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Cut Spending by . . . Cutting Spending
No more sacred cows for either party — it’s time to get serious.


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Michael Tanner

House and Senate budget conferees have begun meeting in an attempt to head off another potential government shutdown when the latest continuing resolution expires, on January 15. In theory, the committee is supposed to report no later than December 13, but few on Capitol Hill expect them to come up with a deal by that deadline. As usual, the two parties are at loggerheads over taxes and spending. The Democrats want more of the former and none of the latter; for Republicans, it’s the reverse. Another crisis looms.

But there is a way that the two parties can come together to solve this problem, if members are willing to compromise.  

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It is important to understand that a compromise doesn’t require new taxes. According to the Congressional Budget Office, revenues will return to their historic average without any new tax hikes. And, between the new taxes in Obamacare and the fiscal-cliff deal last December, Democrats have already pushed through more than $2.8 trillion in new taxes over the next ten years. The basis for any budget compromise must come on the spending side.

And there’s reason to believe that this can be done. Over the last few years, both Democrats and Republicans have suggested ways to cut spending, only to be blocked by the other party. Now, however, is the time for both parties to cut programs even if they are championed by special interests in their parties. There can be no more “sacred cows.”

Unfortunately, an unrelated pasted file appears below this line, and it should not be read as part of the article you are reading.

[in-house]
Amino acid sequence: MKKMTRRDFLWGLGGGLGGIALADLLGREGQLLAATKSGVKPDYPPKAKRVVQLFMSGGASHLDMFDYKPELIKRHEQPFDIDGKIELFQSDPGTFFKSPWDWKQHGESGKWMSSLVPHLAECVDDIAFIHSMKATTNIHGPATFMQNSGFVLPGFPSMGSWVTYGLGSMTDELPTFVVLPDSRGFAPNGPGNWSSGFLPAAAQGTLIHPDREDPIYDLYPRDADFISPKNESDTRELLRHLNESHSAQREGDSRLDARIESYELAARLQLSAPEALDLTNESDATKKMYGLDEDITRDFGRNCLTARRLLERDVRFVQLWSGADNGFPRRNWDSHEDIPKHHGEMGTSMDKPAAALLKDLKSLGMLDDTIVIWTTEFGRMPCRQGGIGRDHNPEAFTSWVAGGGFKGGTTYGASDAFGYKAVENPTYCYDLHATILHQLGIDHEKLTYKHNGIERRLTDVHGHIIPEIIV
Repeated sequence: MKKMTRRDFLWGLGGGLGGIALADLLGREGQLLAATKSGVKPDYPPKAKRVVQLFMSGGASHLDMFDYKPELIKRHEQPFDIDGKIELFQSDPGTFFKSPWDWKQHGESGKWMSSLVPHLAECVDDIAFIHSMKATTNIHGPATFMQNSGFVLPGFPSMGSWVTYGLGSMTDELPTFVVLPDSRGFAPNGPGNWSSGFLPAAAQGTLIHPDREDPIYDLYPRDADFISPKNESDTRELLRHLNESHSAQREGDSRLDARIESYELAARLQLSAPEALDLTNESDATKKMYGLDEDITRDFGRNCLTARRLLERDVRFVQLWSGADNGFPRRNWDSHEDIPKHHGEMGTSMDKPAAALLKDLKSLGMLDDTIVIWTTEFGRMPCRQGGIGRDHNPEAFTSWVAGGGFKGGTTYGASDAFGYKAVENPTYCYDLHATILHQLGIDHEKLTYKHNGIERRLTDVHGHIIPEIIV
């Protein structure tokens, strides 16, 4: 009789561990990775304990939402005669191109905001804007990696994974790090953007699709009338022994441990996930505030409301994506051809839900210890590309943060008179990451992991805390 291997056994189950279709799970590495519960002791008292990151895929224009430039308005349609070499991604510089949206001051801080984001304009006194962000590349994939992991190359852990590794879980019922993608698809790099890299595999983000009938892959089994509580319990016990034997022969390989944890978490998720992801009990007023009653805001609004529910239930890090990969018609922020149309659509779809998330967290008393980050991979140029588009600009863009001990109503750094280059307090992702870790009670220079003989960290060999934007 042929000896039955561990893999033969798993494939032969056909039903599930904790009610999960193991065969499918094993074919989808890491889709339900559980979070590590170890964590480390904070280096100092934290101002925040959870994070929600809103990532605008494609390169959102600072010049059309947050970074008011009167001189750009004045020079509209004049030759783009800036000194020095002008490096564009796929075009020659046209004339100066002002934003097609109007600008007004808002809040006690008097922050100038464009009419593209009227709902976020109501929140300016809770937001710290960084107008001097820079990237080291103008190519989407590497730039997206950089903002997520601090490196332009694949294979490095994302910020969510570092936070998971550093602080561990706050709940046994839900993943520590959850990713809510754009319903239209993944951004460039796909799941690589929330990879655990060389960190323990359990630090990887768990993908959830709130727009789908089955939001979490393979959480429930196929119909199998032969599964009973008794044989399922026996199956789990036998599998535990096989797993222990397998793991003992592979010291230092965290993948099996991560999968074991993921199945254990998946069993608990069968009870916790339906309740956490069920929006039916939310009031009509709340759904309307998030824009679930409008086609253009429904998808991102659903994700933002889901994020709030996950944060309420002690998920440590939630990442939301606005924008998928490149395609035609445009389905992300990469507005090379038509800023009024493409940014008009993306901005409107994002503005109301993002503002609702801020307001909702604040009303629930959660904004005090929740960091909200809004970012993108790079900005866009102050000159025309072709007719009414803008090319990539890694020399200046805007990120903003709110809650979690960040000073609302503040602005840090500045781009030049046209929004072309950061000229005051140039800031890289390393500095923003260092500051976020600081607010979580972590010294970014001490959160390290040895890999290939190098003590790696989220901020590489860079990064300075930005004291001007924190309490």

To show how this could be done, scholars at the Cato Institute have put together a plan that balances the budget without tax increases and reduces our dangerously high debt burden, by cutting $3 trillion over the next ten years. It builds on good ideas from both Republicans and Democrats, liberals and conservatives, to expand individual freedom and reduce the burden of government.

Cut Corporate Welfare: For too long both parties have endorsed giveaways to major corporate interests. This is not even a question of dubious tax breaks — which, it can at least be argued, allow people to keep more of their own money, even if the tax breaks are distortionary — but rather of direct payments and subsidies. Such corporate welfare has nothing to do with capitalism or free markets. Among the worst examples are agricultural subsidies, included in the “farm bill” currently making its way through a conference committee, and energy subsidies, including such notorious boondoggles as Solyndra. Phasing out farm and energy subsidies would save $160 billion over the next ten years.

More Privatization: Many things done by government today can be done more efficiently by the private sector. For example, President Obama has suggested privatizing the Tennessee Valley Authority. Other candidates for privatization include Amtrak, the Corps of Engineers, federal dams, airport screening, and air-traffic control — which would save at least $110 billion.

Trim the Intelligence Budget: In the wake of the NSA scandal, Americans have become increasingly aware of abuses by the intelligence community. The budgets of the CIA, the NSA, and other intelligence agencies have become bloated with spending on vast and often intrusive data-collection efforts and armadas of drone aircraft. These efforts, Cato and others argue, have not made us safer. Cutting intelligence spending by 25 percent would not make us more vulnerable, and we’d save $110 billion.



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